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The shorelines of the Lakehead have been populated with elevators since the early 1880s, with the construction of Port Arthur’s King Elevator beginning in 1883. The grain industry fuelled much of the development of the twin cities, with the first elevators being built by the Canadian Pacific Railway at Fort William in 1885. Construction of grain elevators proceeded so rapidly that Fort William was called “Elevator City” during the early 20th century. Today, there are seven operational grain terminals at the Port of Thunder Bay. One of these is the Superior Elevator. Grain arrives here by rail where it is offloaded, inspected, cleaned (if needed) and stored until its journey continues east by ship. Watch the video below to see this terminal in operation and learn more about its role in transporting grain to market.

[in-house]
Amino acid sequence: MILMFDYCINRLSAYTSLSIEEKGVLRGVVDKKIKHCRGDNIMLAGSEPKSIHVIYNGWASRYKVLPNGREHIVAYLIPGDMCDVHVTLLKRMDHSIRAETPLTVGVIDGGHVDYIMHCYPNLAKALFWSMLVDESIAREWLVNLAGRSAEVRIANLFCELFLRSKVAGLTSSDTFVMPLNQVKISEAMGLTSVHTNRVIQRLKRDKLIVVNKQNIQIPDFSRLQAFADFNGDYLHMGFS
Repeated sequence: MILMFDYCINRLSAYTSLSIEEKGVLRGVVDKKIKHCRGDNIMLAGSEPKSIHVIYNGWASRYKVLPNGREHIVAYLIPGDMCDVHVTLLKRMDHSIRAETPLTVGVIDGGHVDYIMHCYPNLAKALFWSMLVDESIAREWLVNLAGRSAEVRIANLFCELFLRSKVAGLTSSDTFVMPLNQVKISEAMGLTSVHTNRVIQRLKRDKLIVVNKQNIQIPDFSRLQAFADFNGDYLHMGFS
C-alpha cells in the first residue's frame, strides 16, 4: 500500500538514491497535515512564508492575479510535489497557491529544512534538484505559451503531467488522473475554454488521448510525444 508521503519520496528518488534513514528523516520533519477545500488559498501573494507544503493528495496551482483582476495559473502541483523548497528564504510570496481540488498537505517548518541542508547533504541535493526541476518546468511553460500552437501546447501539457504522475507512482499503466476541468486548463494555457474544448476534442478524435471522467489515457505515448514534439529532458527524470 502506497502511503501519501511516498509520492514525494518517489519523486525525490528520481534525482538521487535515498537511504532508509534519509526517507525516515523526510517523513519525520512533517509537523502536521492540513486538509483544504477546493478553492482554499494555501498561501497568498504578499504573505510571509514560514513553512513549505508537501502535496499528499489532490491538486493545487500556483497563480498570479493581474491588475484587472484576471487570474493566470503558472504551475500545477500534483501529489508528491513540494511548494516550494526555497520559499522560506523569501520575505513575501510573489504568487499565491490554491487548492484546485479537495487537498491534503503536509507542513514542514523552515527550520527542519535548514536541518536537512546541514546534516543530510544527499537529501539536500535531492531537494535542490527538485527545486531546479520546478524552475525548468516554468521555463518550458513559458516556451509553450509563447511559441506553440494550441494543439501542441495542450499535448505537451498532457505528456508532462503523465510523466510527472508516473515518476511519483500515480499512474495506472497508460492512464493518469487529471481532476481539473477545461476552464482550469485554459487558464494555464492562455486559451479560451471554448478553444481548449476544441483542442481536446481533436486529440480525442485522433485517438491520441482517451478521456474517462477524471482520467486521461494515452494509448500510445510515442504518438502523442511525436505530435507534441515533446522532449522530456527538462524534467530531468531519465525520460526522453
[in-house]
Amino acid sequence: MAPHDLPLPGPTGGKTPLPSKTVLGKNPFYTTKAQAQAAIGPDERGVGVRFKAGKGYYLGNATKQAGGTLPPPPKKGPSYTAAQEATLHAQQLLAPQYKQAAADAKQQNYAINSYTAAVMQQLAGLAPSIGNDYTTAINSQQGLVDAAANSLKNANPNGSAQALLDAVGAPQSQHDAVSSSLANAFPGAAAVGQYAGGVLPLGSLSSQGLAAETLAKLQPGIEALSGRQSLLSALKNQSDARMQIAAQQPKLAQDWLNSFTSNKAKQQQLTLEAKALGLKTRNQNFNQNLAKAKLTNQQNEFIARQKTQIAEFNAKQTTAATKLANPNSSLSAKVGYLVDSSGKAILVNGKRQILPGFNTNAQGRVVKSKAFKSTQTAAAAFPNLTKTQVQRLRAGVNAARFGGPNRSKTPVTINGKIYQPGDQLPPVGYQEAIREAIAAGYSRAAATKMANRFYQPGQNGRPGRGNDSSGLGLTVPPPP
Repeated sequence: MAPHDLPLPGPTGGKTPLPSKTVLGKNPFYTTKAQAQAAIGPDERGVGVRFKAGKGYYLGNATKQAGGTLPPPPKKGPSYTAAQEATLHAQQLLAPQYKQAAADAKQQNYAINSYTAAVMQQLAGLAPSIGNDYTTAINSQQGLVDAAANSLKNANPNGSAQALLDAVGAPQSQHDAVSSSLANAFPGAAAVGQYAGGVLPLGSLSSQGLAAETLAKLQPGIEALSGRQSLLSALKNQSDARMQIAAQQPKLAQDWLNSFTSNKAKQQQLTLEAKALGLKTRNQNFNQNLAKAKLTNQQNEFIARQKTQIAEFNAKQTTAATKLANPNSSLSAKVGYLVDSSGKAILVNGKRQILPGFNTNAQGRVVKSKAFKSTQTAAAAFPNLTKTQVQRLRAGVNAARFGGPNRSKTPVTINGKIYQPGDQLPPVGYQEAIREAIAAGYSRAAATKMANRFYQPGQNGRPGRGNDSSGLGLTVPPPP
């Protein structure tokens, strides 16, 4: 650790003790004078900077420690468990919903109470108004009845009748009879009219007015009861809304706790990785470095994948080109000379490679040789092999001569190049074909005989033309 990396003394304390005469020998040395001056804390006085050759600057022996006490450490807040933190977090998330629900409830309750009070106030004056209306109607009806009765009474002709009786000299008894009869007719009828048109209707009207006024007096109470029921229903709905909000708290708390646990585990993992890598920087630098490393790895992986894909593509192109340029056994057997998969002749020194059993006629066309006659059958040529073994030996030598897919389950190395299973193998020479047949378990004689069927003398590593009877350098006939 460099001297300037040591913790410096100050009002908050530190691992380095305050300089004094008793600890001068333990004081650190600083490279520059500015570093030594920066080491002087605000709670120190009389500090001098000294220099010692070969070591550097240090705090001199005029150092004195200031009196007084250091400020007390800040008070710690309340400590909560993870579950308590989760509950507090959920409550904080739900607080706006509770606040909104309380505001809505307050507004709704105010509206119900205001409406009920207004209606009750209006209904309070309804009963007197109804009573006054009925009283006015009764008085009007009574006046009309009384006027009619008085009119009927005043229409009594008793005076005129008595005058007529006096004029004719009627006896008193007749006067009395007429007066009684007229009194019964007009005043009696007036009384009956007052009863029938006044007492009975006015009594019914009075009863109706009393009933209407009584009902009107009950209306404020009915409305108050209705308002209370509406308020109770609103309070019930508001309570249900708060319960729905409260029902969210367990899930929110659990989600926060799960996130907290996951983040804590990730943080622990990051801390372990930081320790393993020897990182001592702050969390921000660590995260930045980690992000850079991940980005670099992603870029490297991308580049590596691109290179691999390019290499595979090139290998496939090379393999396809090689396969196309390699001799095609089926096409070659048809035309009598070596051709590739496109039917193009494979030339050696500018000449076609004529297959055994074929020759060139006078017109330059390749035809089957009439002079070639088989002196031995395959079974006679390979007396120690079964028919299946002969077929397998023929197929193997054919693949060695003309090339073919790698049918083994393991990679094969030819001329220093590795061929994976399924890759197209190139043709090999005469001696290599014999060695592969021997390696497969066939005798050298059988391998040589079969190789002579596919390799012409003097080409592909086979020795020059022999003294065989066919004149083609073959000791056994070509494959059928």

Contact info140 Darrel Avenue
Thunder Bay, Ontario
ArchitectureYear built: 1908
Architect: First operated by Grand Trunk Pacific